Viewers around the world have had a large supply of news about tragedies such as Haiti’s earthquake, but the people who need information the most often are left in the dark.
While the international media informs those of us on the outside about what is happening inside the disaster zone, it is the local media that play an equally important role providing the people of Haiti with the life-saving information they so desperately need. Where to find food, shelter and medicine? How to find missing family and friends?
In times of emergency, information has the tremendous power to calm. In poor, developing countries like Haiti where radio is the primary source of news, the ability of information to save lives was on full display since the Jan. 12 earthquake.
As one long-time resident of Haiti told the Associated Press, ‘‘Radio stations are holding the country together.”
As the crisis in Haiti continues, there has been an unprecedented effort by local media and international media assistance NGOs to get damaged radio stations back on the air with vital information for the survivors of the quake. There are currently some 20 radio stations now broadcasting with plans to jointly produce a daily humanitarian information program.
In coordination with a new umbrella group Communications with Disaster Affected Communities (CDAC), international media assistance organizations like Internews, Association Mondiale de Radiodiffuseurs Communautaires (AMARC), International Media Support (IMS) and others are donating work space, studio equipment, and other resources to assist journalists and stations with equipment grants and stipends.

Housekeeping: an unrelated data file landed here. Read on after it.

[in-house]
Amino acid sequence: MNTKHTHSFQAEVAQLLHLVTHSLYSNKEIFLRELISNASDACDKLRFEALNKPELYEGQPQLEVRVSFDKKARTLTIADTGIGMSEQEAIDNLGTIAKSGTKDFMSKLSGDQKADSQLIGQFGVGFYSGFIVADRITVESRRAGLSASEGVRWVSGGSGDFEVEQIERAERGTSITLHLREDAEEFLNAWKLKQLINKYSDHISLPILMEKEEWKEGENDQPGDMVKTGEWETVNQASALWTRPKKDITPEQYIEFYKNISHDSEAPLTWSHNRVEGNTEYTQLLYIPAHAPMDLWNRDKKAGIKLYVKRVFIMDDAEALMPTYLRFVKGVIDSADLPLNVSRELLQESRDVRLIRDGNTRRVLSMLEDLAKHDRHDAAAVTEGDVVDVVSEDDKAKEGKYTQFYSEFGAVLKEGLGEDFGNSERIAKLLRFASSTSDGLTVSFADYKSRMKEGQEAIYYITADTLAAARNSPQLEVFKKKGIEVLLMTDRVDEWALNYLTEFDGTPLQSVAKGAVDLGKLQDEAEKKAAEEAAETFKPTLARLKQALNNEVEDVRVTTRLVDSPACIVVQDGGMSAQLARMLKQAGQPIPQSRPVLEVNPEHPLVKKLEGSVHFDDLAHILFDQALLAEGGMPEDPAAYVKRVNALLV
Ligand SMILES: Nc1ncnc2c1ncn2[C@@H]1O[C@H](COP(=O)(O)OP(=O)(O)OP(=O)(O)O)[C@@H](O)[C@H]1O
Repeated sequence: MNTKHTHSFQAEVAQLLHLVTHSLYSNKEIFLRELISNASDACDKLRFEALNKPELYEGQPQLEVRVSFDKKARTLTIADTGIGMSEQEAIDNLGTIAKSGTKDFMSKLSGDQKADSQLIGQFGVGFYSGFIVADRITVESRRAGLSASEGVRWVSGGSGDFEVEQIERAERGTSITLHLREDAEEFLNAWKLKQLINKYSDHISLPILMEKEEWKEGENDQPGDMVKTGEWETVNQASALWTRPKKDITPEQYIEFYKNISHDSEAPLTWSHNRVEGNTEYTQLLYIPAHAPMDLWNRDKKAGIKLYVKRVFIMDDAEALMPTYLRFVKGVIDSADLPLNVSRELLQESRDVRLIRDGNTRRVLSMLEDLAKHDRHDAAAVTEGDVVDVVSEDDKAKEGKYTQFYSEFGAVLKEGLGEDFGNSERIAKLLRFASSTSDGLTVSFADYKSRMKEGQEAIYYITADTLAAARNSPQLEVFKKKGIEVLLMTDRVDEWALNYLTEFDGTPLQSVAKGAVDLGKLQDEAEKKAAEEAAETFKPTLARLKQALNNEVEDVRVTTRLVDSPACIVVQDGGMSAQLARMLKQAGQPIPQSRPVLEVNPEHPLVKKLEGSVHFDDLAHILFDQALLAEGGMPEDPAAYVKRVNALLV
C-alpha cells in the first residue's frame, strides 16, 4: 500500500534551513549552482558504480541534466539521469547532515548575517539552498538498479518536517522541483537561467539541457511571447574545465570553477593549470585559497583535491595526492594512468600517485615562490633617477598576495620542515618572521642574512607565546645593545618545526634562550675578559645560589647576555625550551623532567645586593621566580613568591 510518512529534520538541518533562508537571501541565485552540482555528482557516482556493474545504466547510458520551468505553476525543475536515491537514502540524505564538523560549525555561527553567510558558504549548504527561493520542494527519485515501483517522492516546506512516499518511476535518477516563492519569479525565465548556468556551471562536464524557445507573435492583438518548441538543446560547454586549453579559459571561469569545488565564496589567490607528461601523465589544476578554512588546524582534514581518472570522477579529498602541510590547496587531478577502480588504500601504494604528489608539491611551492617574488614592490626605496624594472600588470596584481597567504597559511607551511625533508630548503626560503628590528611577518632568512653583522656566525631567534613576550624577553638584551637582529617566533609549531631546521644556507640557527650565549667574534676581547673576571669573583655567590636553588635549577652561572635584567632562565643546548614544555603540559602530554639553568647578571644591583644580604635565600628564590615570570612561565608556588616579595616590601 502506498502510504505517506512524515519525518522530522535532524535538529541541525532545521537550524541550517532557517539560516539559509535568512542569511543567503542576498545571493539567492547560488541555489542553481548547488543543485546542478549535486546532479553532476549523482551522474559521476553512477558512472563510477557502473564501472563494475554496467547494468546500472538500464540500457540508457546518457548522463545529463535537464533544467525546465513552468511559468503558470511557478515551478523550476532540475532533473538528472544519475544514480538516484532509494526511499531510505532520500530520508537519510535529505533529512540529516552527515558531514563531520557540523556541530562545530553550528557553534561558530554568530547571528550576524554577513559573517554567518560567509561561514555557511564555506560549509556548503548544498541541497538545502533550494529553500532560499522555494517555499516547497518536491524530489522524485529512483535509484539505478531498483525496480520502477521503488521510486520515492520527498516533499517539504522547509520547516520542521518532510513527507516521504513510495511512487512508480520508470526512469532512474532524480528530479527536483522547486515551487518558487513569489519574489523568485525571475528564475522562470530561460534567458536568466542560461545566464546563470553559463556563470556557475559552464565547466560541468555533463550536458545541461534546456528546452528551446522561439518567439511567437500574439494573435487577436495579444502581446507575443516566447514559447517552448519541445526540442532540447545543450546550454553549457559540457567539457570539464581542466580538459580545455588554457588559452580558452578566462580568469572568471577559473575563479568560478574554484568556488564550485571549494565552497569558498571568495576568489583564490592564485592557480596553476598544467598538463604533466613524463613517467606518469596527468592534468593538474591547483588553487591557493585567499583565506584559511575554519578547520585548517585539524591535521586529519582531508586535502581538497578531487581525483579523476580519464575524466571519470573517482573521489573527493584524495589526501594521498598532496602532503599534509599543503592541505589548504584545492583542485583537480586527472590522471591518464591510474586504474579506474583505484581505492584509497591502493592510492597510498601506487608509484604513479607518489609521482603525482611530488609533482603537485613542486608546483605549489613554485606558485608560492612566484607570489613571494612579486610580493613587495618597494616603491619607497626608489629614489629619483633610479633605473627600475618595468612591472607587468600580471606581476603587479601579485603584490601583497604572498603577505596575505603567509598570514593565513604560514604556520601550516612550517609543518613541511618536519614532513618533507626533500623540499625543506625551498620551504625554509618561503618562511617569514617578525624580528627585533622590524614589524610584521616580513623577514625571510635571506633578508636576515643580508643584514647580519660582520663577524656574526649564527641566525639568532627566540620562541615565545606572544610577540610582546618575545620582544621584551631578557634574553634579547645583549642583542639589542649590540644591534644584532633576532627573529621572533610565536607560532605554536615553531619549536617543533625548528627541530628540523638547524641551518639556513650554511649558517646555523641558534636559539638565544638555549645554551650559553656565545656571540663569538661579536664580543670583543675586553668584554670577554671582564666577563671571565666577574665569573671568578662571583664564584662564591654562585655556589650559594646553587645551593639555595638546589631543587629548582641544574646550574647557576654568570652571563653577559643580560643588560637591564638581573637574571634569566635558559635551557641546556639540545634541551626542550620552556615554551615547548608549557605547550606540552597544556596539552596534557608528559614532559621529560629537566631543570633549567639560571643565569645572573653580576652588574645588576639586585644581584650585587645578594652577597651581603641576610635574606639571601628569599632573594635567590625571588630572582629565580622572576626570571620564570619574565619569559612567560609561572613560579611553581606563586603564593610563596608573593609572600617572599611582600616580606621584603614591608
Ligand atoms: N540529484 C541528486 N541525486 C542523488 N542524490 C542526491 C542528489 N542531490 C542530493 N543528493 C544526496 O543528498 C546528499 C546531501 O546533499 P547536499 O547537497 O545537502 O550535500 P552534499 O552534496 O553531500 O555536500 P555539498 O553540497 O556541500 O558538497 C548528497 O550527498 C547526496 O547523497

Major IT, technology, and media companies and NGOs like Telecoms Sans Frontières, Ushahidi, the Thompson-Reuters Foundation, InSTEDD, Net Hope and Frontline SMS are donating money, equipment and expertise to use the latest digital technologies to locate missing persons, map areas of destruction and collate and distribute humanitarian information.
When the tsunami in 2004 destroyed Banda Aceh, half of the journalists in the city were killed and most radio stations destroyed.
Within days, working with other Indonesian media organizations, Internews was able to bring in engineers, radio trainers and portable “suitcase” transmitters, which the surviving local journalists could use to provide vital humanitarian information.
Local journalists in Haiti, like the ones in Aceh, are suffering the same trauma as the rest of the affected population — missing and dead loved ones, their own houses damaged or destroyed, and days without food or water. They, too, need our support so they can return to work.
Recognize and support
In recent years, international aid agencies like USAID have begun to recognize and support local media and international media NGOs who are among the crucial first responders, getting radio stations back on the air and providing the practical information that affected populations need to survive.
Likewise, overarching responders like the U.N. Office for the Coordination of Humanitarian Affairs have successfully pushed for coordinating the myriad information needs of the hundreds of synergistic organizations that converge on a disaster site to render help.
Haitians are living through an unimaginable nightmare. Hundreds of thousands are in desperate need of food, water, medicine and shelter. To build their way out of this devastation, Haitians need the critical information that will allow them to make the most of the aid they are receiving and take back the responsibility of restoring their communities.
As we provide food and medicine and shelter, we can neither forget nor abandon the dedicated and brave local journalists whose information saves lives. With every deadline met by a Haitian journalist today, a lifeline is thrown to their listeners, viewers and readers.
Mark Frohardt is head of humanitarian media with Internews. Contact him through Internews’ Web site atwww.internews.org.